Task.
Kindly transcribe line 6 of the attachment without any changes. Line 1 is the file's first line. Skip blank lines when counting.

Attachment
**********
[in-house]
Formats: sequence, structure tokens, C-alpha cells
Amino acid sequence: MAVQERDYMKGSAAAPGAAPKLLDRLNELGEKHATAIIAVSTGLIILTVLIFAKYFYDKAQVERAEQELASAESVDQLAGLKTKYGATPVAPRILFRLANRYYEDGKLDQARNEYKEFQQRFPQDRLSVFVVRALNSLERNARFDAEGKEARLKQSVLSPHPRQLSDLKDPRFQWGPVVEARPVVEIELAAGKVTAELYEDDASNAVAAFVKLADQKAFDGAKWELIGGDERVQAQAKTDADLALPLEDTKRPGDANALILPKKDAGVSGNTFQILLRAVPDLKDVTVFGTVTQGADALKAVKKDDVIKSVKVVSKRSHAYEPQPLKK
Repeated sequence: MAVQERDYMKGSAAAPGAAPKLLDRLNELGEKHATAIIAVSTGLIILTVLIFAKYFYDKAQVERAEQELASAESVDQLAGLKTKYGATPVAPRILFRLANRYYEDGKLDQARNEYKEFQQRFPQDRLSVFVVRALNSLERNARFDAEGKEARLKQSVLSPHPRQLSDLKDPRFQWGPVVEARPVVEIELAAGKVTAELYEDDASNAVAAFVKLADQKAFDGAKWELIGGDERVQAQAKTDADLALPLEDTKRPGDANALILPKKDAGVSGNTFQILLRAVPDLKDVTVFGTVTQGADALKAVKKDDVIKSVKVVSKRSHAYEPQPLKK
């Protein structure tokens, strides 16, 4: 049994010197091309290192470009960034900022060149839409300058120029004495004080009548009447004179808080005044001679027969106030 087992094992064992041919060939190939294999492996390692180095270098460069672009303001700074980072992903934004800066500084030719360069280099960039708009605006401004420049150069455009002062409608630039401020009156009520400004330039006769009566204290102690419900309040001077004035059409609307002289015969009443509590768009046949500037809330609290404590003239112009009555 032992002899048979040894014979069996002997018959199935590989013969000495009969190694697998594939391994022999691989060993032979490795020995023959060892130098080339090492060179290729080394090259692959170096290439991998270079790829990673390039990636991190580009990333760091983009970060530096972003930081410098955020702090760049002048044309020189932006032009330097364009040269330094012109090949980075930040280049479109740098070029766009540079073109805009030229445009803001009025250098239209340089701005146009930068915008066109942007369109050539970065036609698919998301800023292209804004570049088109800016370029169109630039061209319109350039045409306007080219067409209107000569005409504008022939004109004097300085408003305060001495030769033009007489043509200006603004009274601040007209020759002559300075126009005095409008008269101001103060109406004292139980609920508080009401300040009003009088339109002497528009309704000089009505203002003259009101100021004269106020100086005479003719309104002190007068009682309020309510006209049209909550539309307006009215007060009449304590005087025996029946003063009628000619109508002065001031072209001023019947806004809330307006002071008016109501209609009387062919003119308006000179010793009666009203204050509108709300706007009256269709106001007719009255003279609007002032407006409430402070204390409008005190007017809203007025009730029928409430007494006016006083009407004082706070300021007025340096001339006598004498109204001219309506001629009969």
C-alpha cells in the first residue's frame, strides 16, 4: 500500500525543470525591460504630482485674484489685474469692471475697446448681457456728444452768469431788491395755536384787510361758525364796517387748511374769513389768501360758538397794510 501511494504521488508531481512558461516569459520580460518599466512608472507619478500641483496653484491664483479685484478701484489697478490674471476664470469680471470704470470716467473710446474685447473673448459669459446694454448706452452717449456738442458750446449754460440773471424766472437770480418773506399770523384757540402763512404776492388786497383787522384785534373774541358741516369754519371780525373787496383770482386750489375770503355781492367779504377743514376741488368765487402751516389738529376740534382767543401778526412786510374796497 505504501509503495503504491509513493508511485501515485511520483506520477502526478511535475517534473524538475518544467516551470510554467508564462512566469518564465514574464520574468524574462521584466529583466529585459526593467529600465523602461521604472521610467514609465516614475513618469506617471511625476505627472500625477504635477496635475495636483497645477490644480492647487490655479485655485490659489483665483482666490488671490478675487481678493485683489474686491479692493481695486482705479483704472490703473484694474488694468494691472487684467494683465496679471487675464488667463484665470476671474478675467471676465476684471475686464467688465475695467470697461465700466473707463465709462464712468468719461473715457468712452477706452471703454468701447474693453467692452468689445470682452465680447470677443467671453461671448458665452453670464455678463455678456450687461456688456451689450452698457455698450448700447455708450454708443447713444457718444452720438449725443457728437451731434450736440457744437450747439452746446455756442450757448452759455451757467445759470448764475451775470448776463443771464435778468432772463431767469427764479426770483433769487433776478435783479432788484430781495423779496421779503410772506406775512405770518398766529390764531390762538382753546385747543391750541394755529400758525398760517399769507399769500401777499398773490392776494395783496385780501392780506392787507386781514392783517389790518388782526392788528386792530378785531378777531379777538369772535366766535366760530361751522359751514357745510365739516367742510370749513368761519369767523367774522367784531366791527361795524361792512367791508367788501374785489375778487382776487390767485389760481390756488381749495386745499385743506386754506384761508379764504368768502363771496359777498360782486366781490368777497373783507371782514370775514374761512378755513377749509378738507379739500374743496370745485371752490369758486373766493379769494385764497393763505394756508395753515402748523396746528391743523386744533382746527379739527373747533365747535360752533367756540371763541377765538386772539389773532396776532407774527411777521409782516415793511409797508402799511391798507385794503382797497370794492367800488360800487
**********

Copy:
C-alpha cells in the first residue's frame, strides 16, 4: 500500500525543470525591460504630482485674484489685474469692471475697446448681457456728444452768469431788491395755536384787510361758525364796517387748511374769513389768501360758538397794510 501511494504521488508531481512558461516569459520580460518599466512608472507619478500641483496653484491664483479685484478701484489697478490674471476664470469680471470704470470716467473710446474685447473673448459669459446694454448706452452717449456738442458750446449754460440773471424766472437770480418773506399770523384757540402763512404776492388786497383787522384785534373774541358741516369754519371780525373787496383770482386750489375770503355781492367779504377743514376741488368765487402751516389738529376740534382767543401778526412786510374796497 505504501509503495503504491509513493508511485501515485511520483506520477502526478511535475517534473524538475518544467516551470510554467508564462512566469518564465514574464520574468524574462521584466529583466529585459526593467529600465523602461521604472521610467514609465516614475513618469506617471511625476505627472500625477504635477496635475495636483497645477490644480492647487490655479485655485490659489483665483482666490488671490478675487481678493485683489474686491479692493481695486482705479483704472490703473484694474488694468494691472487684467494683465496679471487675464488667463484665470476671474478675467471676465476684471475686464467688465475695467470697461465700466473707463465709462464712468468719461473715457468712452477706452471703454468701447474693453467692452468689445470682452465680447470677443467671453461671448458665452453670464455678463455678456450687461456688456451689450452698457455698450448700447455708450454708443447713444457718444452720438449725443457728437451731434450736440457744437450747439452746446455756442450757448452759455451757467445759470448764475451775470448776463443771464435778468432772463431767469427764479426770483433769487433776478435783479432788484430781495423779496421779503410772506406775512405770518398766529390764531390762538382753546385747543391750541394755529400758525398760517399769507399769500401777499398773490392776494395783496385780501392780506392787507386781514392783517389790518388782526392788528386792530378785531378777531379777538369772535366766535366760530361751522359751514357745510365739516367742510370749513368761519369767523367774522367784531366791527361795524361792512367791508367788501374785489375778487382776487390767485389760481390756488381749495386745499385743506386754506384761508379764504368768502363771496359777498360782486366781490368777497373783507371782514370775514374761512378755513377749509378738507379739500374743496370745485371752490369758486373766493379769494385764497393763505394756508395753515402748523396746528391743523386744533382746527379739527373747533365747535360752533367756540371763541377765538386772539389773532396776532407774527411777521409782516415793511409797508402799511391798507385794503382797497370794492367800488360800487